I like things my own way, even in relationships. That’s probably why I’m on my own.
I never had any ambition to be an actor.
I started working in a record shop when I was 17 and by 24 I was marketing manager of EMI. I had a car, expenses, and was meeting big stars like Tina Turner and David Bowie. Then in 1990 I was made redundant. I completely blew my redundancy money. I thought I’d walk into a new job, but it didn’t happen that way. I started doing publicity for Brendan O’Carroll on not a lot of money, nothing like I was used to.
I was extremely stressed after the redundancy and in 1994 I got a brain tumour. I woke up one day and one side of my face had dropped and I sounded like I was drunk. Everyone laughed and I thought I’d just slept in a draught. Then the doctor told me: you’ve had a mild stroke. I was only 34. Fair play to Brendan O’Carroll — he said take as much time off as you need. When I recovered he asked me to go on the road with him as tour manager. He is a generous person.
I was a very outgoing child. I never liked sports. I grew up in Ballyfermot and I loved it as I had gangs of friends. We spent a couple of years in Athlone and then Limerick — my dad was running branches for the ITGWU. I moved to Kilmainham in 1990 and I am still living in the same house.
Brendan wrote Mrs Brown for radio and then added a gay character. In the beginning, he couldn’t afford to pay actors so roped in people he knew — like me — to read the parts.
The stage role fell to me by chance when the regular actor had to leave suddenly. At the time I was doing Brendan’s publicity so I’d been at performances every night for a year. We were due to open to sold-out shows in Liverpool and Brendan said ‘you know all the lines, you can fill in’. I said sure, as I thought he was joking. I’d never been on a stage in my life.
I was petrified the first night but soon realised it didn’t matter if I made a mistake as Mrs Brown was always on stage so if I did freeze, Brendan would come to my rescue. He changes the show each night anyway because he doesn’t want the cast to get too comfortable and start busking it.
If I could be reborn as someone else for a day I’d love to be Boy George. He’s done so much for gay rights, just by being himself. People like Peter Tatchell were preaching to the converted but Boy George spoke to a lot of ordinary people who didn’t really have an opinion about gays one way or another. They loved him. He was a pioneer.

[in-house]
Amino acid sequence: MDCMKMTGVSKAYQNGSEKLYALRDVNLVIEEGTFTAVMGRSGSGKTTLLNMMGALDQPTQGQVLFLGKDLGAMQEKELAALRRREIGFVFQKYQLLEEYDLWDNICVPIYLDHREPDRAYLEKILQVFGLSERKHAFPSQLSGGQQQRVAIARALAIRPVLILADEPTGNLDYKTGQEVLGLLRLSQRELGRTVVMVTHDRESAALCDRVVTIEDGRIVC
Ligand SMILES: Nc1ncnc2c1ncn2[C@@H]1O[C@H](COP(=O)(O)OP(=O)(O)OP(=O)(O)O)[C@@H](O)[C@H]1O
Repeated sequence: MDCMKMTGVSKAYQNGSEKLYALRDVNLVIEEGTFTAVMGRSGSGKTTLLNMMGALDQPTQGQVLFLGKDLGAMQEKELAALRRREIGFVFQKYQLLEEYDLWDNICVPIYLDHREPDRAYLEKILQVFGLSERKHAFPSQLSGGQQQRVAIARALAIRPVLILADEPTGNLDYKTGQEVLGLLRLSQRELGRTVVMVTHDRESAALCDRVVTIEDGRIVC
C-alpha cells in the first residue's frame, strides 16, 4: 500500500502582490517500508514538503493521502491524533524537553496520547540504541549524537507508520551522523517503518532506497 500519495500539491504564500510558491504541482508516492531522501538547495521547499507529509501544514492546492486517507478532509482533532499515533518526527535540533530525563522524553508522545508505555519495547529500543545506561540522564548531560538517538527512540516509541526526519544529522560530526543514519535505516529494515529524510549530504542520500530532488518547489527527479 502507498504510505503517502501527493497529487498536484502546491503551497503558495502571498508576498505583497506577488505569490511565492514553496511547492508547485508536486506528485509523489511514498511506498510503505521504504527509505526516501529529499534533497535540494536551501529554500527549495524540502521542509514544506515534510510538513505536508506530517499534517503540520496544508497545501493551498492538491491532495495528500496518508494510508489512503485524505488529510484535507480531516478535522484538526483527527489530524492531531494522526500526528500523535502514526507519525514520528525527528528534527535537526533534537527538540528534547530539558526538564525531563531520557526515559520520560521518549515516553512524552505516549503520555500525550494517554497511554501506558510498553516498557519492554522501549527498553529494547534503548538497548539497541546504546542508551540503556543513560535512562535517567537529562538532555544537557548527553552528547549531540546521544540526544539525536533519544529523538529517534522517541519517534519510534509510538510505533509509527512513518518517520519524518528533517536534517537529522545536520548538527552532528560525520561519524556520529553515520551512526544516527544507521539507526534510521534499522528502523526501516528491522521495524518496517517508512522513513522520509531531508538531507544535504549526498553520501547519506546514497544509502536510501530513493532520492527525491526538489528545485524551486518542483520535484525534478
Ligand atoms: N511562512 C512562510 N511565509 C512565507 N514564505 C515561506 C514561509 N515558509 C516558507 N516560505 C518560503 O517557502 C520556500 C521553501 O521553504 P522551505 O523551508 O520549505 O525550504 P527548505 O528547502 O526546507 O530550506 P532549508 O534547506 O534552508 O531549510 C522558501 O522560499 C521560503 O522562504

I didn’t come out for years. I thought there would be a scandal. But as soon as I met other gay people I came out and realised it actually wasn’t an issue. I never had the conversation with my own mum. I just assumed she knew. It came up when I was being interviewed by Miriam O’Callaghan on TV and I just rolled along with it — and thought to myself, well, me ma knows now alright.
When I was recovering from the brain tumour in Beaumont Hospital I used to go to the chapel for peace and quiet, to just sit and meditate. I did pray a bit too. I’m not an atheist.
I didn’t get depressed. But I’m like the dog — if I’m down, you should just leave me alone at the bottom of garden to get over it. I didn’t want visitors. I didn’t even tell anyone what had happened for a week.
Being ill changed my philosophy on life. I realised nothing is ever as bad as it seems. I do think what a waste when I hear of a suicide — especially if it is because of financial trouble. That might sound callous but I get angry at the waste of life and energy. I learnt not to bother worrying. I’m not a worrier now. I firmly believe things will work out for the best.
I still smoke — but I am giving them up. I work out and eat well.
My advice is to find something in life you are passionate about, and do it.
I’ve never done panto before. I’ll never forget going to see the Maureen Potter pantos every year when I was growing up. A lot of modern pantos appear to be more like computer games than actual, real pantos — but ours is a proper, good old-fashioned, traditional pantomime.
Rory Cowan is in Cinderella at The Tivoli Theatre Dublin; www.panto.ie